We are looking back on a decade of Daily Serving’s greatest hits, and today’s selection comes from Shotgun Reviews editor Jen Stager: “‘This great white interior was empty even when it was full, because most of what was in it didn’t belong in it and would soon be purged from it. This was people, mainly, and what they brought with them from outside,’ wrote David Batchelor in Whitescapes, in which he recounts his experience of attending a party in a home of tyrannical whiteness—a space inside the belly of the whale, the whiteness of which Melville describes with illuminating precision. It was with surprise and pleasure that I discovered a 2009 group show organized around the theme of Moby Dick and reviewed by Arden Sherman, who writes of Damien Ortega’s salt tower: ‘Thick, crystal-white salt was rammed into a narrow, rectangular tower made of plywood. The wood was removed, leaving the salt tower to crumble to the gallery floor, an unplanned but satisfyingly rich effect.’ Not pictured but equally prescient was Felix Gonzales-Torres’s posthumous, landless sea, Untitled (1991), available in an endless stack of prints on paper. I know we are looking back, but images of crumbling salt, endless sea, and unmitigated, tyrannical whiteness continue to haunt us.” This review was originally published on November 16, 2009.
The great American novel Moby Dick takes on new life at the exhibition of the same name currently showing at California College of the Arts’s Wattis Institute. The exhibition loosely traces the narrative of the epic (and episodic) tale with each of the three galleries dedicated to the story’s protagonists, Ishmeal, Ahab, and of course, the White Whale, Moby Dick. Thirty-three artists ranging from the emerging to established are exhibited, and a large number consist of specially commissioned works that reflect the artist’s own interpretation of the Herman Melville classic. Among the highlights are Marcel Broodthaers, Felix Gonzalez-Torres, Buster Keaton, Richard Serra, Hiroshi Sugimoto, and even Orson Welles. A room-sized replica of the sperm whale has been executed by artist Andreas Slominski, and though a commissioned work (size, scale, and the dried, crumbling, clay material reveal this) Slominski’s interpretation of the harpoons which brought down the White Whale demonstrates his imaginative personal iteration of the novel’s denouement. Also of considerable interest is an eight-foot salt tower by Mexican artist Damian Ortega. Thick, crystal-white salt was rammed into a narrow, rectangular tower made of plywood. The wood was removed, leaving the salt tower to crumble to the gallery floor, an unplanned but satisfyingly rich effect.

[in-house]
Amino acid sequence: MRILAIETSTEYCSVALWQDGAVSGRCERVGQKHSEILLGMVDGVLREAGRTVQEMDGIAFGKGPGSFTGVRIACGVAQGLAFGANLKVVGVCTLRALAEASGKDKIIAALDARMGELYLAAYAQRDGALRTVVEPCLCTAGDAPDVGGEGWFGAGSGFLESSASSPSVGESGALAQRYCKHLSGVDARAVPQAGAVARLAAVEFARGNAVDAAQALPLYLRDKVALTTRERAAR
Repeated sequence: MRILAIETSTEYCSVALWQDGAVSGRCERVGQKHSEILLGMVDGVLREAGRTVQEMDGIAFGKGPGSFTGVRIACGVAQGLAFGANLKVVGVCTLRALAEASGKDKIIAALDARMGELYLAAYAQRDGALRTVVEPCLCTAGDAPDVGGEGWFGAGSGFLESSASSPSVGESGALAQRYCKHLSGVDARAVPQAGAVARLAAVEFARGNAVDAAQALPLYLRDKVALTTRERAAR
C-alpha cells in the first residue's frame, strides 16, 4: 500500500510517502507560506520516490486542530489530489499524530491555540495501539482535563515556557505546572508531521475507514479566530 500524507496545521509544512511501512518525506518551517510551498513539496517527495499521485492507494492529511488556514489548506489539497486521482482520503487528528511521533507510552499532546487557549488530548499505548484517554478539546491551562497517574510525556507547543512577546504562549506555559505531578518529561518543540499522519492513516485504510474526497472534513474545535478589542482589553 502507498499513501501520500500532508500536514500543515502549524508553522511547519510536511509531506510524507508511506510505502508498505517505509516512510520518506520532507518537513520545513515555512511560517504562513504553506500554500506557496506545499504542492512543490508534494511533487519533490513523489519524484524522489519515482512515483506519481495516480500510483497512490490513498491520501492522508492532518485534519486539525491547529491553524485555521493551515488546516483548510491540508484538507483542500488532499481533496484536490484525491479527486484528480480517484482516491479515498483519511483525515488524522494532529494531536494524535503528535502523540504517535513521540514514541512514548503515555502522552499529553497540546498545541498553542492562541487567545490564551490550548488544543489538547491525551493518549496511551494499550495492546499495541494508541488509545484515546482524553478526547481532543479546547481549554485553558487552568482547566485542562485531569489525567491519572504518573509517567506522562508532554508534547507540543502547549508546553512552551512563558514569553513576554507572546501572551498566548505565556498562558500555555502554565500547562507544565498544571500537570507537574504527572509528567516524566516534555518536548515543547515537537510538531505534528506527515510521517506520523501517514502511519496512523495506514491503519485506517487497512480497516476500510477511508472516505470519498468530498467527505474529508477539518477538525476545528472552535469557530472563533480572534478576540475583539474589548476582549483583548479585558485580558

The exhibition lay-out is perhaps the most striking part about the show, and it alludes to an atmospheric environment—with walls painted a nautical navy blue and the works hung low at what curator, Jens Hoffman, calculates to be the difference in sea level between the port of New Bedford, Massachusetts and the water level at the exhibition’s home in San Francisco, California. A fully-loaded voyage through historic artifacts, fresh art works, and this classic American tale is an experience worth staying on board for. Moby Dick will be on display until December 12, 2009.